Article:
Parking lot genius, royal hunt postponed
Harriet Island Regional Park stretches 70 acres along the Mississippi, where it can field fierce winds and snow unimpeded from the north. It has woods, trails, a long shoreline and a great lawn facing the river. In that vastness, someone found a 2½ inch-diameter medallion the color of ice, based on inscrutable clues.
This was my view over the years from the newsroom of the Pioneer Press, which since 1952 has compelled those souls out into the cold in pursuit of the $10,000 prize.
But this year I got to see it firsthand, reporting on the Pioneer Press Treasure Hunt.
I loved it.
I always read that it was about the people, the camaraderie. I witnessed it over and over again — so many people who’ve become fast friends over the hunt, and so many just plain friendly people, all with the same goal. Surely there’s something we can learn from this in our divided society.
Not sure the hunters want to hear it, but I felt lucky that my first Hunt went to the 12th clue.
I also fell in love with the parks. People know Ramsey County parks better than people elsewhere know their parks because of this wild and wooly hunt. I believe getting outdoors helps us survive our winters — and what a great way to get outside. Many even spend precious vacation time to get out hunting, in the dead of winter.
So many friendly people. I loved meeting Coon Rapids’ Kelly family and their ace in the hole; Yvonne Hoffman and her truant youth brigade; the Cooler Crew’s overflowing love for newly engaged Jana Armstead and Brad TeGantvoort; and Joyce and Mike Hughes of South St. Paul, Joyce wearing PiPress newspaper wrappers in her boots.
IN THE END, A PARKING LOT
A park’s parking lot for a medallion hiding place, really? Kinda like taking a photo of the Ice Palace through the car window, isn’t it?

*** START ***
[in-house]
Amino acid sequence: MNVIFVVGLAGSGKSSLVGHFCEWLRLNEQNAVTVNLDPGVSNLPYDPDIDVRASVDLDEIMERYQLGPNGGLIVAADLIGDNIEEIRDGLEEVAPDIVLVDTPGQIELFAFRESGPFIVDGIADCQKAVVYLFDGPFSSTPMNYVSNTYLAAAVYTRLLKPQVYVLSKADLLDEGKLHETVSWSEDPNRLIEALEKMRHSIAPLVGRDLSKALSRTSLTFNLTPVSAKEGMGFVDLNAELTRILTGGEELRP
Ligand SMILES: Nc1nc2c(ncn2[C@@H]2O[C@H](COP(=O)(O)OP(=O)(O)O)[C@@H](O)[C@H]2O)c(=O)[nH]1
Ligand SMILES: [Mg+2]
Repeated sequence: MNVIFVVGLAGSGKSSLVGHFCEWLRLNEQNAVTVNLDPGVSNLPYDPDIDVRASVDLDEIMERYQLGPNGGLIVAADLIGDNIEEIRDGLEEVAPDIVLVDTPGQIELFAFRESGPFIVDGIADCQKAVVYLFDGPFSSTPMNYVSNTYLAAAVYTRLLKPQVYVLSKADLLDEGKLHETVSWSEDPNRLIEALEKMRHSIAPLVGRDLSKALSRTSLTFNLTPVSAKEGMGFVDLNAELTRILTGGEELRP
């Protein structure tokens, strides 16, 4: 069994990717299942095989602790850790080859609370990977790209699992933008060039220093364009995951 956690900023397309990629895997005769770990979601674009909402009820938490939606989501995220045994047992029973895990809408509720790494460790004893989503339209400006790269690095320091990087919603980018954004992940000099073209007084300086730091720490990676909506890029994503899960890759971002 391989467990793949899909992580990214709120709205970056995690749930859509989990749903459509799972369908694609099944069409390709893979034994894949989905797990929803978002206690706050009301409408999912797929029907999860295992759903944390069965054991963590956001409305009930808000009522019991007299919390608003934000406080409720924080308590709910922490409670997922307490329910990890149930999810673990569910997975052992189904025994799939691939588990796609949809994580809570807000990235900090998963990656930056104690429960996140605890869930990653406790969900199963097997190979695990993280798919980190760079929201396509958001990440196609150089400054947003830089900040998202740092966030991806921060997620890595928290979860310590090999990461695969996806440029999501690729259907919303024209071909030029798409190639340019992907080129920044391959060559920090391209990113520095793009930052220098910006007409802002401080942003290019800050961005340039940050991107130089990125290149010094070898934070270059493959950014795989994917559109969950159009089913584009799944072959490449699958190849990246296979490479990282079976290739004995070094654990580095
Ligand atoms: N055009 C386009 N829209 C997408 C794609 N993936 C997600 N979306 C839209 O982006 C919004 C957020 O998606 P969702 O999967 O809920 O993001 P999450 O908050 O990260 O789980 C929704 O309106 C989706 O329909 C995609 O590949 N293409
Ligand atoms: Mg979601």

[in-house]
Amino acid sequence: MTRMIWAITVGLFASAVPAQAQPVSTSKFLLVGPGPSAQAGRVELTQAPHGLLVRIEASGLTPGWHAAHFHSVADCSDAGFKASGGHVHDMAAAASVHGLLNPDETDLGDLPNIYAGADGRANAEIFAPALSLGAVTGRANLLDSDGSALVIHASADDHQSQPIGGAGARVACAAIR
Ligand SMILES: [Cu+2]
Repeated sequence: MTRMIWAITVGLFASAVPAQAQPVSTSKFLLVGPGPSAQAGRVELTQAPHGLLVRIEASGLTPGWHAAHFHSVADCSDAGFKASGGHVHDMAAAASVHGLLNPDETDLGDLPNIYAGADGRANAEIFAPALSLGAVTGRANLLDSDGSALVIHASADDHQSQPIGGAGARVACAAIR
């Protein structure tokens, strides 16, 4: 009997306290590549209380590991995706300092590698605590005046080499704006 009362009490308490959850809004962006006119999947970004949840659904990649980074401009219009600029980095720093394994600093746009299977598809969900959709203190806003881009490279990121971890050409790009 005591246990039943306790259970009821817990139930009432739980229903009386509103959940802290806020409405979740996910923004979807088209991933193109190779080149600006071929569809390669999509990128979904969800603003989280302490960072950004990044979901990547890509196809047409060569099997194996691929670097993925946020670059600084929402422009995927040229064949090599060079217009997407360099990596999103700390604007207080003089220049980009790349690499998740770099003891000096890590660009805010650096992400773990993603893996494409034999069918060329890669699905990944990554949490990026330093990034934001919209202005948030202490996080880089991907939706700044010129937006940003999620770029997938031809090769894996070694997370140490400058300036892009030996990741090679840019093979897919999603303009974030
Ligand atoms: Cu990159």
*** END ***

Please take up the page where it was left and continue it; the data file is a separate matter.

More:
Actually, this year’s winner, Rob Brass, approved.
“The hiding spot was pretty bold and a little bit genius. A little bit of both. It’s clearly very clever and it stumped everybody.”
In fact, one of his crew members, Steve Worthman, reminded him that another crew had stuck birthday beers in that very snowbank the night before. Turns out they’d spent a fair amount of time near that piled-up snow and ice.
FEWER HUNTERS THIS YEAR?
Some of the seasoned hunters at Thursday’s news conference, where Brass received his oversized check, said they noticed fewer hunters this year. Worthman noticed it over the duration of the hunt, but also the night the final clue came in, he said. This year there was plenty of creative parking around the park, but no traffic jam as is usual. Was it the deep snow? The extra-convoluted clues?
QUEEN DIGS THE HUNT
After Thursday’s press conference, as members of the Royal Family mingled with Pioneer Press executives and tired-looking Treasure Hunters, the Queen of Snows, Jilla Nadimi of St. Paul, was overheard saying that, before she wore the crown, she was a commoner who also enjoyed hunting for that elusive medallion.
Of course, said the queen, she can’t search this year.
She looked a little sad about it. Maybe next year ….
A BIG THANKS
I’d like to thank a few expert hunters who shared their wisdom about the Hunt and its allure. Thanks to Ed Brodie of Maplewood, who’s also Clue Master of the Payne Arcade Harvest Fest Medallion Hunt; Jesse Anibas of White Bear Lake, whose book “Pioneer Press Treasure Hunt History” was indispensable (after reading past clues and their meanings side-by-side I finally started to see how those words would get you there); and Steve “MapGuy” Worthman, who meticulously documents every Ramsey Park and publishes each year.